Re man as ‘evaluator’, we each judge what we think or feel has value to us and prioritize accordingly. Life shows us that we do not know what is genuinely good or bad for us. Feeling does not experience value in my perception, but to be consistent with feeling as rational we should say that feeling evaluates value. The ‘situation’ being experienced is unmediated and may be rational, e.g. reading a timetable; irrational, e.g. hearing ghostly noises; or neither, e.g. creative activity?; or both e.g. sun-bathing! (Actually, I’m not sure about this bit, it’s surprisingly difficult to come up with actual examples of ‘rational activity’ etc).

    “….it then becomes apparent that ultimately, no-thing can be truly irrational….”
    I knew that you would challenge me on this statement! It doesn’t become apparent at all but I was struggling to formulate a perception and was hoping that you were somehow magically ‘on-board’! Sorry. I’ll try and do better.
    In Through the Bible 4, p.63, para 1, EH writes …….”Our worst motives we try to hide, even from ourselves. This is how we create the so-called unconscious realm of our mind. “……. In similar vein the irrational highlights the unexamined. If we aim to ‘know ourselves’ and emotions remain irrational or even sub rational, then what chance do we have? Can we ever really know ourselves in such circumstances? (Or am I confusing emotion and causes of emotion?).,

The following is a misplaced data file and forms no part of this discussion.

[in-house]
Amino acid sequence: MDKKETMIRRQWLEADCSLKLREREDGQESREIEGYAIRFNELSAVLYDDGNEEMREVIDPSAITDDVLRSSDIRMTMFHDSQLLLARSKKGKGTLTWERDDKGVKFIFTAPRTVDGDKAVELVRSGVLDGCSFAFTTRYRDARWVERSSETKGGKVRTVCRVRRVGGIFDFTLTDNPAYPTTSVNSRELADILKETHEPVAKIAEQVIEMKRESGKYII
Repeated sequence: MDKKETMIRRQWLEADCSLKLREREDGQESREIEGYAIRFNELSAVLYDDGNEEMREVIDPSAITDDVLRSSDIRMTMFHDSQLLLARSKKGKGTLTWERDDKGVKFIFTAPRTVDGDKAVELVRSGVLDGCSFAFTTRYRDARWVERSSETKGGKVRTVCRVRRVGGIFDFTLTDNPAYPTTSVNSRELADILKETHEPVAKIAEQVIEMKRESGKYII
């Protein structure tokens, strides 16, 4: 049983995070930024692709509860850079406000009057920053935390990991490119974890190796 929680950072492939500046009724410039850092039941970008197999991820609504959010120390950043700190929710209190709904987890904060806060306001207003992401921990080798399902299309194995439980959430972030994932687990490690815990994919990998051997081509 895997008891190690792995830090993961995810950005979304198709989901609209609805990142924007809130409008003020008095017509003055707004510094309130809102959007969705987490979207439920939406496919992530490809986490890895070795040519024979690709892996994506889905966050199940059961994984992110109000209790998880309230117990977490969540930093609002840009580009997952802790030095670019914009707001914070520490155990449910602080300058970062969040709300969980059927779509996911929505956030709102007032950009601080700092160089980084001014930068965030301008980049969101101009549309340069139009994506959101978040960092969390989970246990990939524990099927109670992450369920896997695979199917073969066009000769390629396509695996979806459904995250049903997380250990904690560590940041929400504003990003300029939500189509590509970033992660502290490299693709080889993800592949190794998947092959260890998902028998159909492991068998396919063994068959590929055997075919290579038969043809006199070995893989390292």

From the human perspective animals are behaving perfectly rationally when they act from an emotional response as we tend to believe that they cannot reason. Rational behaviour for a baboon is not considered rational behaviour for a human being. As reason and understanding develop so irrationality either reduces or is controlled.
    I’m grasping at mental straws here, not because I’m aping the opinions of others, or jig-sawing ideas into fanciful pictures, and certainly not because its’ not a ‘real’ experience for me, but because it IS a real experience, albeit a mental one, at the limits of my language ability. I may call this, using passive words to describe an active concept, the best scenarios are when at least some of the actual words are ‘active’, then I can re-conceive what I experienced, but of course, that does not mean that someone else would be able to! Here is the source of all our difficulties!!
    I do however, put my hands up to being ‘fascinated’, I’m quite happy, for the time being at least, to be ‘tied or spell-bound’ to the search for meaning or Truth, (I know they don’t mean the same thing but hopefully one can be found through the other?) which is, I presume, self-knowledge.

    Finally, it’s good to have a conversation about all of this as we test and re-conceive ideas and challenge ourselves about what we think we know, our assumptions etc. So I am grateful to you Bob for making me feel and think at the same time, as well as ‘willing’ I guess, as I have to will to do this. If that’s not Work then I don’t know what is!

    Laters!
    Carol

    P.S. Not quite as succinct as I had hoped!